This technology-tester prototype features an advanced forward-swept wing design, thrust vectoring and an internal weapons bay, along with several external hardpoints on the wings. The plane is Russian but we gave ours to the Chinese because they're really nice guys and wouldn't dream of hurting anyone with the two massive YJ-63 cruise missiles we hung under the wings. A pair of Archer AAMs, two Kedges, two bombs and a cannon complete the loadout of this fast and agile monster.


Su-21 Flagon

This is an upgraded version of the Su-15, with better avionics and as such can carry laser-guided missiles as well as two cannon and two bombs. (This is not to be confused with the J-8 Finback, which was also developed from the Su-15) - they are not as agile as some of the other jets, but it would be foolish to ignore them - they tend to destroy whatever they hit.


Mig 21 Fishbed

The MiG-21 is an uncomplicated but agile single-engined fighter which AIX brought over from Allied Intent and gave a very minor touch-up, in order to not deprive the PLAA of its only rocket-bearing ground attacker. It has a very distinctive but unusual combination of delta-wing matched with a conventional all-flying tailplane. It was popular with pilots and was widely exported; the Chinese also manufactured their own licensed variants as the Shenyang J-7. The MiG-21 is also the owner of one of NATO's silliest designations, Fishbed. This should give you US/UN pilots a smile or two as you spiral into the ground, after falling victim to its 30mm cannon or Archer missiles.



United Nations Aircraft

GR7 Harrier

Beauty and the beast, pleasure and pain, the ultimate mount for a BF2 jet pilot. Carrying a devastating loadout of weaponry, the Harrier in the hands of a good pilot will win any dogfight hands down due to their superior maneuverability. But beware, they can be unforgiving to an unskilled pilot who may suddenly find himself painted all over the nearest hill. The British invented the original Harrier, licensed it to the US who improved on it and built it into the AV-8B, which impressed the British enough to license the new technology back as their own GR.7 version. Want to win? Choose the Harrier.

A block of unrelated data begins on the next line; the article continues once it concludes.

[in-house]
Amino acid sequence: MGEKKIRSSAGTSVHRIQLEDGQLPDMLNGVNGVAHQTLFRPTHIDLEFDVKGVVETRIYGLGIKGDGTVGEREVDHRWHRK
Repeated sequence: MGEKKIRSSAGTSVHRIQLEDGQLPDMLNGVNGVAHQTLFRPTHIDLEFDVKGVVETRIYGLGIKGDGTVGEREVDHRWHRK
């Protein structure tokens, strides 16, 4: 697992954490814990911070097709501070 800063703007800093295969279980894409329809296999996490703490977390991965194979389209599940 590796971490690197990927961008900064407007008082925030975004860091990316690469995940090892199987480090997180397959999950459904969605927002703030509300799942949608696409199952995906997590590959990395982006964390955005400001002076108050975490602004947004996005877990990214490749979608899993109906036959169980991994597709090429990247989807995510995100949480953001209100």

Saab Draken

This groundbreaking aircraft first appeared in 1955, but the fact that the last examples of these in service were only retired a couple of years ago is a testament to its flexibility, ruggedness and durability. (These Drakens were of the Austrian Air Force, and the AIX Draken is painted in their colours.) The unique double-delta wing design with its unusually thick roots meant that more equipment could be carried than could be in a more conventional design of similar size. Further evidence of how excellent this plane is, was shown when it managed to out-perform the twin-engined English Electric/BAe Lightning, but using only one engine of the same type.


Saab Viggen

The Draken was a hard act to follow, but SAAB managed to top it with the Viggen. These were built between 1970 - 1990, and a delta wing/front canard arrangement was used in an attempt to give it good short takeoff and landing (STOL) capability. The large RM-8 afterburning engine required a somewhat bulky fuselage, and an odd looking undercarriage arrangement was used which allowed great strength while keeping a very low profile. This jet was the very first to feature an integrated-circuit computer as part of its avionics suite.


Mirage 2000

A further refinement of Dassault's line of Mirage fighters, AIX's rendition of this aircraft will be the French contribution to the UN air effort. Primarily used for ground support/attack, its bombs and cannon can be used on infantry and lighter targets, while four underwing laser-guided AGMs can destroy heavily armoured vehicles with precision. Two AAMs help it to defend itself against airborne threats. Handling is very similar to that of the Mirage-III.


Denel AH-2 Rooivalk

The Rooivalk is a South African attack helicopter which began service in 1999, and has several advanced features. However, the project has not had a smooth development life, being plagued by delays and budget blowouts, and some of the aircraft have been grounded pending upgrades which never seem to materialise. Regardless of these obstacles, an airworthy Rooivalk is very much a force to be reckoned with and is truly a multi-role machine. It is similar in some ways to the Apache in capability, although it is a little bit larger. Players who fly with the cockpit turned on would do well to remember just how high off the ground the pilot's viewpoint is; it is very easy to scrape into objects that the Apache would fly over unscathed (even if only by a small margin.)